Where possible stick with branded hardware as they are less likely to have issues with parts and compatibility (hardware age notwithstanding; the older something is the more difficult is might be to source spare and replacement parts).

Within the budget you’ve allowed yourself try and max out on RAM; if the system being looked at has a maximum allowance of 16GB, try and source that (in addition to, or to replace, what may already be in the system when purchased). Similarly, try opting for an SSD for the OS (256GB min for Windows 10) and at least 7k rpm hard-drives.

Being frugal, and patient, it’s possible to build a workable solution for 3D generally not just rendering, for few hundred dollars that will out perform a new computer in the same ball-park.


Footnotes:
[1] quote apparently attributed to J. P. Morgan.

[2] this is the digital artist, developer or computer users equivalent to red-Ferrari compensatory activity.

MXM graphics card module upgrade (heatsink)

February 22, 2018, 08:17:33 AM by kat
The process below relates to making a simple custom heatsink for an ATI/AMD 6700M MXM graphics card (an AMD 5950M recognised by Windows 10 as an 6700M) with limited tools, to fit inside a HP Elitedesk 800 G1 USDT (Ultra-Small/Slim Desk Top) computer (system uses the same/similar MXM module configuration typical of mobile workstation or laptop video card upgrades - note also, MXM type II graphics cards only fit MXM mounting slots, they cannot be fitted to internal/laptop pci express slots). Notwithstanding the heat-sink itself, to actually run an MXM graphics card a 180W external power adapter was needed (Part No. #613766-001 or alternatively #613766-002) as the original 135W results in a POST error relating to power shortages (not enough).

Parts used/needed;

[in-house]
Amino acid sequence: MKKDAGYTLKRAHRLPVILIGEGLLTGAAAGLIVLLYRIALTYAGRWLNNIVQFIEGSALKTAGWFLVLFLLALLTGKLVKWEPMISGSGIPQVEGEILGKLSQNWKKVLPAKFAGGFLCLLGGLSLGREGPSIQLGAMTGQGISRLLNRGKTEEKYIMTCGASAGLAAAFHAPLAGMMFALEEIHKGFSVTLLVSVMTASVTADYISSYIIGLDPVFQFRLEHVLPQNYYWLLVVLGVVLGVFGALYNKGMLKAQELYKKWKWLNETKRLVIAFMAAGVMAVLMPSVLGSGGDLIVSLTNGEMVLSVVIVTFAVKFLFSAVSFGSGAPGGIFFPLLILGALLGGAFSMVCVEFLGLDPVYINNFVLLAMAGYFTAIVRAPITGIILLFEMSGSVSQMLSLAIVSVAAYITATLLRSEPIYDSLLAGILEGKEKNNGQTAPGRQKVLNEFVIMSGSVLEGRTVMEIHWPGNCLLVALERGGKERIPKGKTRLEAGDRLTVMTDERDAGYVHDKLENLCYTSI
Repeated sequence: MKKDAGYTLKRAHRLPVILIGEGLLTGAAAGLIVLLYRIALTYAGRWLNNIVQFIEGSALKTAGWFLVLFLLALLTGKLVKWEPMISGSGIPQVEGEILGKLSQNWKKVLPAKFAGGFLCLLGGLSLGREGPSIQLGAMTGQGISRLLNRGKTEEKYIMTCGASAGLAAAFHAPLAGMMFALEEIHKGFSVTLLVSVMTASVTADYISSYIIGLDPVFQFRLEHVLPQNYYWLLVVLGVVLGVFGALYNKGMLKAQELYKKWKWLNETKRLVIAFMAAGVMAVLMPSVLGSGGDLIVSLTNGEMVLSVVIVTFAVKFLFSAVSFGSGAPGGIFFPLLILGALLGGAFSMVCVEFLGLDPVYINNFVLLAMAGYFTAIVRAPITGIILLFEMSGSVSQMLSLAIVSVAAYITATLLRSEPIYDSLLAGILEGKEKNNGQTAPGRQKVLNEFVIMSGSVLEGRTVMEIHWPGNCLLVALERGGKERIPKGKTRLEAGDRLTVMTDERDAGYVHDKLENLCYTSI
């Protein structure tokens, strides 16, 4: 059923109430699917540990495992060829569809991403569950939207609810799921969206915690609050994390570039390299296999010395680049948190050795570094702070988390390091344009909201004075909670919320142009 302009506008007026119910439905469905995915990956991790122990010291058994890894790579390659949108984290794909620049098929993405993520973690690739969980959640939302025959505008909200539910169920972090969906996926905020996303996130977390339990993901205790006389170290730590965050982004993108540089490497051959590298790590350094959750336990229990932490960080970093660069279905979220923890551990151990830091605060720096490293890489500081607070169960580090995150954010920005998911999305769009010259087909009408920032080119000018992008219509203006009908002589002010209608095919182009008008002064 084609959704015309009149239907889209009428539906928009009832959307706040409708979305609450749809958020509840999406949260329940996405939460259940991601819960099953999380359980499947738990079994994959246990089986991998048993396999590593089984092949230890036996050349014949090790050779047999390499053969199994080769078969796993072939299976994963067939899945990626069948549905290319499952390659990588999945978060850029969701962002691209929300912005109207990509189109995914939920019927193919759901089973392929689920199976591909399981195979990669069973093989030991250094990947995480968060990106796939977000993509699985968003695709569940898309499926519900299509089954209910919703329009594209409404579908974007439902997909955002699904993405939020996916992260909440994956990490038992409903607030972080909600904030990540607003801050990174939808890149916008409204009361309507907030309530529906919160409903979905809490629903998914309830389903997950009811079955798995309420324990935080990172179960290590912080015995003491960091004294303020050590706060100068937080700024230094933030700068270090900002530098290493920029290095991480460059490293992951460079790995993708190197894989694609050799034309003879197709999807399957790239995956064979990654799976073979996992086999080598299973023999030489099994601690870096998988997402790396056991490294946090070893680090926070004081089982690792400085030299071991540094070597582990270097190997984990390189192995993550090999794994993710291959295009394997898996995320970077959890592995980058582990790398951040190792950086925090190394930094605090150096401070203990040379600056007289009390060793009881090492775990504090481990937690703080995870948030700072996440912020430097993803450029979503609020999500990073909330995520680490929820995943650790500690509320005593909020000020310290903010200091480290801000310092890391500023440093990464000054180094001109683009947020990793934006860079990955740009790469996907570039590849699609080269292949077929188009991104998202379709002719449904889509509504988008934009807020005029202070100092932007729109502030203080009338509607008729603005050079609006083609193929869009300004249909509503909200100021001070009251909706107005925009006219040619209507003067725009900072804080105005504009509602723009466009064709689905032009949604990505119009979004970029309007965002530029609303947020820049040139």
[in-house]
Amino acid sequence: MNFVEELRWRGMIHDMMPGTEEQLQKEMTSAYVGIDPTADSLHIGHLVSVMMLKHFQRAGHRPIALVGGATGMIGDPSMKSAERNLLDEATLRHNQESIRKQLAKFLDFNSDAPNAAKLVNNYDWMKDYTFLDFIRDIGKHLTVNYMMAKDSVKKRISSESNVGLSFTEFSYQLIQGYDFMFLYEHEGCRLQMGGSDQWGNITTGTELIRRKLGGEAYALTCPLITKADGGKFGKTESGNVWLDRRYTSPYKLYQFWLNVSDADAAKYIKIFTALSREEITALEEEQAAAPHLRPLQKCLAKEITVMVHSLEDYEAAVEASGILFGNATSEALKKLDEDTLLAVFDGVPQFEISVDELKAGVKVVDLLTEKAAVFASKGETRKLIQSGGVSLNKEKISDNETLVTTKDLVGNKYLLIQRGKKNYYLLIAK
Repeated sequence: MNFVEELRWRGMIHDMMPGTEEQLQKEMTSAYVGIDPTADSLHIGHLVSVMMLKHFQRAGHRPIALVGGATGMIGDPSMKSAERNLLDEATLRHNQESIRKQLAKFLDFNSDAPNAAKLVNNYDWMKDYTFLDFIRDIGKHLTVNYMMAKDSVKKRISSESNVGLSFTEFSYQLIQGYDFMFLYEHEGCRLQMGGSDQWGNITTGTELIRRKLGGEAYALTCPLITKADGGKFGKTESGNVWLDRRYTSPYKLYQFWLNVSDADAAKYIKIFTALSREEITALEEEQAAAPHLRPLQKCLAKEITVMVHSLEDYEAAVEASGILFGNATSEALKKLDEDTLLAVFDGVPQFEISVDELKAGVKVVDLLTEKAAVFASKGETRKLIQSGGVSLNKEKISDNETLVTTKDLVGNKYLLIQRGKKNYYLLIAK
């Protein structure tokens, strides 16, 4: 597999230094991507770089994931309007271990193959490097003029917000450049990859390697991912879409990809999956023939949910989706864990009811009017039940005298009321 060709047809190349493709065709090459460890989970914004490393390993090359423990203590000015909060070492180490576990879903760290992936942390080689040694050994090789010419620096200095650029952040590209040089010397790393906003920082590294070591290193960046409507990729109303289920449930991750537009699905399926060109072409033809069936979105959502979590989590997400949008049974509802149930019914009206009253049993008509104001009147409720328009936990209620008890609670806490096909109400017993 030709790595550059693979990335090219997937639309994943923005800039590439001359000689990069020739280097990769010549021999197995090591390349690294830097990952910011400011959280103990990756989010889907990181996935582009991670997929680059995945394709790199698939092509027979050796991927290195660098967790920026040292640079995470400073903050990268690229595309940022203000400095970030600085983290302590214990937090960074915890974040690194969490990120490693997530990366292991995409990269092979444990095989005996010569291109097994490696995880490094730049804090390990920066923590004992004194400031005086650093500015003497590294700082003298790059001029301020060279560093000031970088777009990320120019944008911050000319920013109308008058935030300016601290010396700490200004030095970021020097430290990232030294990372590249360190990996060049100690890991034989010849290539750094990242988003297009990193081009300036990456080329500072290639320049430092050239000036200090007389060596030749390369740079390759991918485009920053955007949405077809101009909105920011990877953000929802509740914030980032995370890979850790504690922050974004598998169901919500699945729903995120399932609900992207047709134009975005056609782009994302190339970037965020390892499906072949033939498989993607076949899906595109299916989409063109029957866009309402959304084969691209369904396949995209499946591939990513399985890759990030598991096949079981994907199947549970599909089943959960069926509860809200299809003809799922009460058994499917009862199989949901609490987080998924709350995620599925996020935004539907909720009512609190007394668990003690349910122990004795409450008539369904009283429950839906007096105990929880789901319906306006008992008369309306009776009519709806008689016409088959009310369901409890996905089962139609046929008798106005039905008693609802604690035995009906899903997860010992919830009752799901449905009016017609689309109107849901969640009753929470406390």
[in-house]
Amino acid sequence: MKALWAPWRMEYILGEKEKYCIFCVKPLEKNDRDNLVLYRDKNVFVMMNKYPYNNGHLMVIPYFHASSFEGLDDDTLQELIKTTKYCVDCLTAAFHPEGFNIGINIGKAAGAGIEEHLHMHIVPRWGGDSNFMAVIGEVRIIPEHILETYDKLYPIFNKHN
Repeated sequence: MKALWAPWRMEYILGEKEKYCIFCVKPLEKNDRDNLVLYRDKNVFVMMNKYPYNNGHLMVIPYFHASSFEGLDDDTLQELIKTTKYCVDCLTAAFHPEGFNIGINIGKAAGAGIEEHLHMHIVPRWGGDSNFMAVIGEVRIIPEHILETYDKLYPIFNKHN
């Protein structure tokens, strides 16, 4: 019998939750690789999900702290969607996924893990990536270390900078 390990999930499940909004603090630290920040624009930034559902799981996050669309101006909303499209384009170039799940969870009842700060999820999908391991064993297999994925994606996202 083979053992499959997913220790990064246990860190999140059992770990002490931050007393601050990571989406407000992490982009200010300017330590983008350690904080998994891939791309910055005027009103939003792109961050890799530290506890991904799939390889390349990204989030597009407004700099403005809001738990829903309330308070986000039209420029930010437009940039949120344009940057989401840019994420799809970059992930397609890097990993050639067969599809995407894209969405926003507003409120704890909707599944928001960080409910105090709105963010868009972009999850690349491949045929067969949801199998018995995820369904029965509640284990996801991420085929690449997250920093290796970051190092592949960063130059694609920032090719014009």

- AMD/nVidia Type III MXM card[1].
- Copper or aluminium plate or sheet[2].
- 40 x 40 x 30mm aluminium heatsink[3].
- 3M double-sided thermal adhesive pad/tape[4].
- CPU/GPU thermal pad/s (silicone)[5].

Optionally;
- Machine screws/bolts; M2 (2mm x 8mm) and M1.6 (1.6mm x 5mm)[6].

Tools used for the job
- junior hacksaw with metal blade.
- standard bastard file for metal.
- needle files (round).
- 2mm drill bit for metal.
- pin-vice.
- wet-n-dry fine grit.
- craft knife.
- scissors.

Making the heat-sink
To keep the process as simple as possible, the plan is to mount the aluminium heatsink square on a section of plate that’s cut to size and drilled so it can be mounted to the MXM module mounting posts on the motherboard (M1.6 screws). To avoid waste and keep the amount of work to a minimum, the baseplate will first be draw to size on a sheet of paper or thin card. This will then be cut out, placed on the metal sheet, which will be marked and cut based on this template, mounting holes included.

The basic MXM heatsink with aluminium block and copper baseplate

First mark the mounting holes to determine base-plate actual size.
The simplest way to do this is use the MXM graphics card mounting bracket on the underside of the board (if the MXM board has no mounting bracket use the holes the bracket will attach to). Hold a piece of paper over the bracket (board underside) and poke holes where the mounts are. Double-check position and alignment (cf. #1 below).

Holes puched in paper to double-check measurements for baseplate

With holes punched, the distance between them should be;

 - 46mm centre-to-centre

Using at minimum a 2mm drill-bit to match the M2 mounting bolts/screws, this makes the inside edge-to-edge measurement 44mm (or 43mm nominally), with an outside edge-to-edge of 48mm[7] (or 49mm nominally) (cf. below).